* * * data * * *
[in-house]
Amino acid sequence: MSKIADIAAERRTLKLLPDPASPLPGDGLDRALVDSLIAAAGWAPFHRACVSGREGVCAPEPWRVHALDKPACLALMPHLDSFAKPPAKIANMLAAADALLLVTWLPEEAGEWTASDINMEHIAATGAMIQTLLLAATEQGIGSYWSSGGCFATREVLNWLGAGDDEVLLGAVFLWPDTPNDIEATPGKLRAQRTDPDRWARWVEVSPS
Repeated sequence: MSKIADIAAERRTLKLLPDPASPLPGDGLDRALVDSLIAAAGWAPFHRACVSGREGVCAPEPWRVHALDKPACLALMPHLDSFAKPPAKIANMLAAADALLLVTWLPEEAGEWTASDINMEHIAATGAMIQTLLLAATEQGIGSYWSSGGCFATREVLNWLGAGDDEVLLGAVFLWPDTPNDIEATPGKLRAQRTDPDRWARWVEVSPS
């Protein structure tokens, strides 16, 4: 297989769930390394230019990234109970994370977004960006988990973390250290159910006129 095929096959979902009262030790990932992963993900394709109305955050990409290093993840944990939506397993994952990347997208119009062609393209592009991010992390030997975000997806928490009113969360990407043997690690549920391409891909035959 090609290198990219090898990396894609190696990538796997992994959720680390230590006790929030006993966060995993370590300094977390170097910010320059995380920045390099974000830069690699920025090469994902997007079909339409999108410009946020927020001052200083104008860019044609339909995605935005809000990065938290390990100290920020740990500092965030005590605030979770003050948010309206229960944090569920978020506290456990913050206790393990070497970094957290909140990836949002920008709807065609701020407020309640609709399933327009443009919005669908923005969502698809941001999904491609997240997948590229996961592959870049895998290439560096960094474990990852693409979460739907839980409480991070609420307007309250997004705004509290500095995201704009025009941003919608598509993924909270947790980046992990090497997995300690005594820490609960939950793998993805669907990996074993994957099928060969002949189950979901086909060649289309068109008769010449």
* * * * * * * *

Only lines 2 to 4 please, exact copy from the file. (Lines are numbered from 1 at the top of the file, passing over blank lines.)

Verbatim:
Amino acid sequence: MSKIADIAAERRTLKLLPDPASPLPGDGLDRALVDSLIAAAGWAPFHRACVSGREGVCAPEPWRVHALDKPACLALMPHLDSFAKPPAKIANMLAAADALLLVTWLPEEAGEWTASDINMEHIAATGAMIQTLLLAATEQGIGSYWSSGGCFATREVLNWLGAGDDEVLLGAVFLWPDTPNDIEATPGKLRAQRTDPDRWARWVEVSPS
Repeated sequence: MSKIADIAAERRTLKLLPDPASPLPGDGLDRALVDSLIAAAGWAPFHRACVSGREGVCAPEPWRVHALDKPACLALMPHLDSFAKPPAKIANMLAAADALLLVTWLPEEAGEWTASDINMEHIAATGAMIQTLLLAATEQGIGSYWSSGGCFATREVLNWLGAGDDEVLLGAVFLWPDTPNDIEATPGKLRAQRTDPDRWARWVEVSPS
């Protein structure tokens, strides 16, 4: 297989769930390394230019990234109970994370977004960006988990973390250290159910006129 095929096959979902009262030790990932992963993900394709109305955050990409290093993840944990939506397993994952990347997208119009062609393209592009991010992390030997975000997806928490009113969360990407043997690690549920391409891909035959 090609290198990219090898990396894609190696990538796997992994959720680390230590006790929030006993966060995993370590300094977390170097910010320059995380920045390099974000830069690699920025090469994902997007079909339409999108410009946020927020001052200083104008860019044609339909995605935005809000990065938290390990100290920020740990500092965030005590605030979770003050948010309206229960944090569920978020506290456990913050206790393990070497970094957290909140990836949002920008709807065609701020407020309640609709399933327009443009919005669908923005969502698809941001999904491609997240997948590229996961592959870049895998290439560096960094474990990852693409979460739907839980409480991070609420307007309250997004705004509290500095995201704009025009941003919608598509993924909270947790980046992990090497997995300690005594820490609960939950793998993805669907990996074993994957099928060969002949189950979901086909060649289309068109008769010449």